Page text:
Pink concludes that mornings are good for decision-making and that errors increase in the afternoons. Studies recommend that we schedule surgery in the mornings when surgeons tend to make fewer mistakes and avoid petitioning a traffic ticket in the afternoons because judges tend to be less considerate than in the mornings.

“Breaks are Not a Sign of Sloth but a Sign of Strength”

Pink emphasizes the risks of clouded judgment that characterizes the afternoon “trough.” As an example, Pink speculates that the sinking of the RMS Lusitania in 1915 was about the time of day—it’s captain’s ill-fated decisions were made in the afternoon following a night of no sleep.

With case studies of error-reduction in hospital operating rooms, Pink suggests “vigilance breaks” (quick team huddles for reviewing checklists and verifying courses of action) and restorative breaks (naps, short physical activities, or mental diversions) during troughs to “recharge and replenish, whether we’re performing surgery or proofreading advertising copy.”

“Timing is Everything” and “Everything is Timing”

Based on the mentioned studies’ correlations and causations, Pink offers advice further than daily scheduling—from marriage to switching careers and sports:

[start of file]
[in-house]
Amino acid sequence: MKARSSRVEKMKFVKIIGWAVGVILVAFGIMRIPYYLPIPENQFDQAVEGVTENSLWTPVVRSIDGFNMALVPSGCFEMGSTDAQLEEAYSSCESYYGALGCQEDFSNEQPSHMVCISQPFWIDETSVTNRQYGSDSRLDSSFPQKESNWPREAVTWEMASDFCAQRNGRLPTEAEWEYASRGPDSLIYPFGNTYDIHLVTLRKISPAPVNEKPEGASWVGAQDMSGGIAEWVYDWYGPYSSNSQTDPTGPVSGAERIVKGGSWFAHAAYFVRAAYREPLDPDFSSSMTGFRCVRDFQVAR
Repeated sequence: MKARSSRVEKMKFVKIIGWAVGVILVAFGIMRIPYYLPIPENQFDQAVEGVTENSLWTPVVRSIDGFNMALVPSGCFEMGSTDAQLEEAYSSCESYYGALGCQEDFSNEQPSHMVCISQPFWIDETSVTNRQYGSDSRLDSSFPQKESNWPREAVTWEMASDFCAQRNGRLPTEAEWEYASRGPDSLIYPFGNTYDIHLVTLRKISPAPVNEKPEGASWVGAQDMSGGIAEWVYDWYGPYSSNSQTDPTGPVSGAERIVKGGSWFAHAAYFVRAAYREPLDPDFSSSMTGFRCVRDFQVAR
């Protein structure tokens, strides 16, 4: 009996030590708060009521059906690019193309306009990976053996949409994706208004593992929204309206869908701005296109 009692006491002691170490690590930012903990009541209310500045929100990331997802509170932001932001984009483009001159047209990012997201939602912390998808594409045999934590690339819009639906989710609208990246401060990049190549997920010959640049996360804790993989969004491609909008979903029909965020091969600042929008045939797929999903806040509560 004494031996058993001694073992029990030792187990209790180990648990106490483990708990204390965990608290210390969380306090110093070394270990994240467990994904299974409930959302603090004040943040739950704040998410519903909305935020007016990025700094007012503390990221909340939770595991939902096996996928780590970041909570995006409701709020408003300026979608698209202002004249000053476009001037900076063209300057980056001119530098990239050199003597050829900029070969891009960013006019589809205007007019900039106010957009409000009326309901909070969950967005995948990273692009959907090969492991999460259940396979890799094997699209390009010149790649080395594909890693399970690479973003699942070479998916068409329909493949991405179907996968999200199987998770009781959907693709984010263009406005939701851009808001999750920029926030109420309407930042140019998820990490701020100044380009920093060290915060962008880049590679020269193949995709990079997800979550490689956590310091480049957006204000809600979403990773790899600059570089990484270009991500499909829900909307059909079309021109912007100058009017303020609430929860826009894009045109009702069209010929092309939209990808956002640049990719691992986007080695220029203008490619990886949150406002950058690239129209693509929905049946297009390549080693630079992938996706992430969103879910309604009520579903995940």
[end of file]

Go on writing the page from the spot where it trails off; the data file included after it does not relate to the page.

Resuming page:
• The best time to perform a specific task depends on the nature of that task. Identify your chronotype (Pink offers an online survey,) understand your task, and decide on the most suitable time. Do not let mundane tasks sneak into your peak period. Additionally, if you’re a boss, understand your employees’ work patterns and “allow people to protect their peak.”
  • The Best Times of the Day to Make Optimum Decisions: Daniel Pink's 'When: The Scientific Secrets of Perfect Timing' Tasks that need creativity and a flash of insight (rather than analytical perspicacity) are best done during the late-evening recovery period when the mind tends to be less inhibited and more open to inventive associations.
  • Harness the psychological power of beginnings—New Year’s Days, birthdays, and anniversaries are all natural times to make resolutions and start working on goals. Other opportunities for fresh starts include the first of the month, the beginning of the week, and the first day of spring.